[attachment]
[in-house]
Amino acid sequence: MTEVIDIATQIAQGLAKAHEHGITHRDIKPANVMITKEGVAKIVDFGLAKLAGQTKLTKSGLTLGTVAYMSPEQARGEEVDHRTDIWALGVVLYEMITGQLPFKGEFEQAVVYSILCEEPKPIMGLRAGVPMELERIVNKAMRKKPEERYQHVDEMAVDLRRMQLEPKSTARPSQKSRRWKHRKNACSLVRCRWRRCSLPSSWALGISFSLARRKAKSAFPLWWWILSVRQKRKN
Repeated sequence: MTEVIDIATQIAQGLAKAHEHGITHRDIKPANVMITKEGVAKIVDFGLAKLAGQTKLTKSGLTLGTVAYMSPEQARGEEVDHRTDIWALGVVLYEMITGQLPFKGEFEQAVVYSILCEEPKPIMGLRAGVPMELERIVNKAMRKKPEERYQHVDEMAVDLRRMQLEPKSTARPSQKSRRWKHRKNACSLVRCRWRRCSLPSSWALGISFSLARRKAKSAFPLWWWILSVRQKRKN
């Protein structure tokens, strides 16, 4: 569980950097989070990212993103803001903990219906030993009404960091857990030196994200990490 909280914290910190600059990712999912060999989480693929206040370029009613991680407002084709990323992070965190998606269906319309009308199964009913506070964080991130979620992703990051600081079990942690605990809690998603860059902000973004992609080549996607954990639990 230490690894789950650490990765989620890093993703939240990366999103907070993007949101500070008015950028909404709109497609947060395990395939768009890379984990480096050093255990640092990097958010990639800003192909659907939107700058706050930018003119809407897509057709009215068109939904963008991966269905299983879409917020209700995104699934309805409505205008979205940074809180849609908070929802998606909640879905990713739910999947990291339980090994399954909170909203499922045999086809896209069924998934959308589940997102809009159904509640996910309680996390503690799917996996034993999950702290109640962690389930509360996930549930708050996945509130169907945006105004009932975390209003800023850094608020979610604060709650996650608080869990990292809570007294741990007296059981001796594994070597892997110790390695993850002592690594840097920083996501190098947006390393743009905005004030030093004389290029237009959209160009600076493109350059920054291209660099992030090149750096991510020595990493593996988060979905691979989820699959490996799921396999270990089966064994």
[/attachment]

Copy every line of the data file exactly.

[in-house]
Amino acid sequence: MTEVIDIATQIAQGLAKAHEHGITHRDIKPANVMITKEGVAKIVDFGLAKLAGQTKLTKSGLTLGTVAYMSPEQARGEEVDHRTDIWALGVVLYEMITGQLPFKGEFEQAVVYSILCEEPKPIMGLRAGVPMELERIVNKAMRKKPEERYQHVDEMAVDLRRMQLEPKSTARPSQKSRRWKHRKNACSLVRCRWRRCSLPSSWALGISFSLARRKAKSAFPLWWWILSVRQKRKN
Repeated sequence: MTEVIDIATQIAQGLAKAHEHGITHRDIKPANVMITKEGVAKIVDFGLAKLAGQTKLTKSGLTLGTVAYMSPEQARGEEVDHRTDIWALGVVLYEMITGQLPFKGEFEQAVVYSILCEEPKPIMGLRAGVPMELERIVNKAMRKKPEERYQHVDEMAVDLRRMQLEPKSTARPSQKSRRWKHRKNACSLVRCRWRRCSLPSSWALGISFSLARRKAKSAFPLWWWILSVRQKRKN
């Protein structure tokens, strides 16, 4: 569980950097989070990212993103803001903990219906030993009404960091857990030196994200990490 909280914290910190600059990712999912060999989480693929206040370029009613991680407002084709990323992070965190998606269906319309009308199964009913506070964080991130979620992703990051600081079990942690605990809690998603860059902000973004992609080549996607954990639990 230490690894789950650490990765989620890093993703939240990366999103907070993007949101500070008015950028909404709109497609947060395990395939768009890379984990480096050093255990640092990097958010990639800003192909659907939107700058706050930018003119809407897509057709009215068109939904963008991966269905299983879409917020209700995104699934309805409505205008979205940074809180849609908070929802998606909640879905990713739910999947990291339980090994399954909170909203499922045999086809896209069924998934959308589940997102809009159904509640996910309680996390503690799917996996034993999950702290109640962690389930509360996930549930708050996945509130169907945006105004009932975390209003800023850094608020979610604060709650996650608080869990990292809570007294741990007296059981001796594994070597892997110790390695993850002592690594840097920083996501190098947006390393743009905005004030030093004389290029237009959209160009600076493109350059920054291209660099992030090149750096991510020595990493593996988060979905691979989820699959490996799921396999270990089966064994």